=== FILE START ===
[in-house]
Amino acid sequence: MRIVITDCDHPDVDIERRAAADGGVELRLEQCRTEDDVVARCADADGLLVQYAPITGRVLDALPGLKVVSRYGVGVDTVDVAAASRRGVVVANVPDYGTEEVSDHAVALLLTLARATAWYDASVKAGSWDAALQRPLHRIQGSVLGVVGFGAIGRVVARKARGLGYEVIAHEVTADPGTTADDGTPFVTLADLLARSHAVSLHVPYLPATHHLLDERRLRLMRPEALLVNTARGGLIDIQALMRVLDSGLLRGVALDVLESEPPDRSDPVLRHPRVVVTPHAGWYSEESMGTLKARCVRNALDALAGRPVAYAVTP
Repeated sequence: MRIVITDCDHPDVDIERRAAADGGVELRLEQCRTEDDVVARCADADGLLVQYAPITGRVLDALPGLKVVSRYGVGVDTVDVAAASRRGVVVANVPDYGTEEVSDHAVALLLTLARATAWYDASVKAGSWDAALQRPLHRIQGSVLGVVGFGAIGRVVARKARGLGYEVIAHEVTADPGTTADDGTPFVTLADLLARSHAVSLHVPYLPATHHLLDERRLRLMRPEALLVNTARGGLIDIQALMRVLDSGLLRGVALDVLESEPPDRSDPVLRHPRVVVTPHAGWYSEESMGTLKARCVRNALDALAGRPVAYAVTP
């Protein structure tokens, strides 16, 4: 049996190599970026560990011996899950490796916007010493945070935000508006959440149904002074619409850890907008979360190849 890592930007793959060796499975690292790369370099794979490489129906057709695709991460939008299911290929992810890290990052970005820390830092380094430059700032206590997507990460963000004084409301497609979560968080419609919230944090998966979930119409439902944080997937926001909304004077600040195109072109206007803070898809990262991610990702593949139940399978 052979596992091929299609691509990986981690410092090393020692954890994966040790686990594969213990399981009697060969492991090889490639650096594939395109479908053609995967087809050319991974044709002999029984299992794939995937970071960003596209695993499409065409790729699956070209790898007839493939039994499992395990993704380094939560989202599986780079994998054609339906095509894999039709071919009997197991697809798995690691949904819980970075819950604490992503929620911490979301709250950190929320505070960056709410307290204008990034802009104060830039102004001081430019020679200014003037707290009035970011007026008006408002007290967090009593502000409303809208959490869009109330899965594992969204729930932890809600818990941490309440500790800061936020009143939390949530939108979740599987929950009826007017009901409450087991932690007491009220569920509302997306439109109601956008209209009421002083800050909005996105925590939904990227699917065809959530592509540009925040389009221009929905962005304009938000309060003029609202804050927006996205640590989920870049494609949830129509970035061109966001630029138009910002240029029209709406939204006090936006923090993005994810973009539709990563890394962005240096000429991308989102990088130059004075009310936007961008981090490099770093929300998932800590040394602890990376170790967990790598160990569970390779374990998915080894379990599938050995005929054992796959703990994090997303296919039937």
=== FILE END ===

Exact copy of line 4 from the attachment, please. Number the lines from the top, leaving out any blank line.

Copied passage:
């Protein structure tokens, strides 16, 4: 049996190599970026560990011996899950490796916007010493945070935000508006959440149904002074619409850890907008979360190849 890592930007793959060796499975690292790369370099794979490489129906057709695709991460939008299911290929992810890290990052970005820390830092380094430059700032206590997507990460963000004084409301497609979560968080419609919230944090998966979930119409439902944080997937926001909304004077600040195109072109206007803070898809990262991610990702593949139940399978 052979596992091929299609691509990986981690410092090393020692954890994966040790686990594969213990399981009697060969492991090889490639650096594939395109479908053609995967087809050319991974044709002999029984299992794939995937970071960003596209695993499409065409790729699956070209790898007839493939039994499992395990993704380094939560989202599986780079994998054609339906095509894999039709071919009997197991697809798995690691949904819980970075819950604490992503929620911490979301709250950190929320505070960056709410307290204008990034802009104060830039102004001081430019020679200014003037707290009035970011007026008006408002007290967090009593502000409303809208959490869009109330899965594992969204729930932890809600818990941490309440500790800061936020009143939390949530939108979740599987929950009826007017009901409450087991932690007491009220569920509302997306439109109601956008209209009421002083800050909005996105925590939904990227699917065809959530592509540009925040389009221009929905962005304009938000309060003029609202804050927006996205640590989920870049494609949830129509970035061109966001630029138009910002240029029209709406939204006090936006923090993005994810973009539709990563890394962005240096000429991308989102990088130059004075009310936007961008981090490099770093929300998932800590040394602890990376170790967990790598160990569970390779374990998915080894379990599938050995005929054992796959703990994090997303296919039937």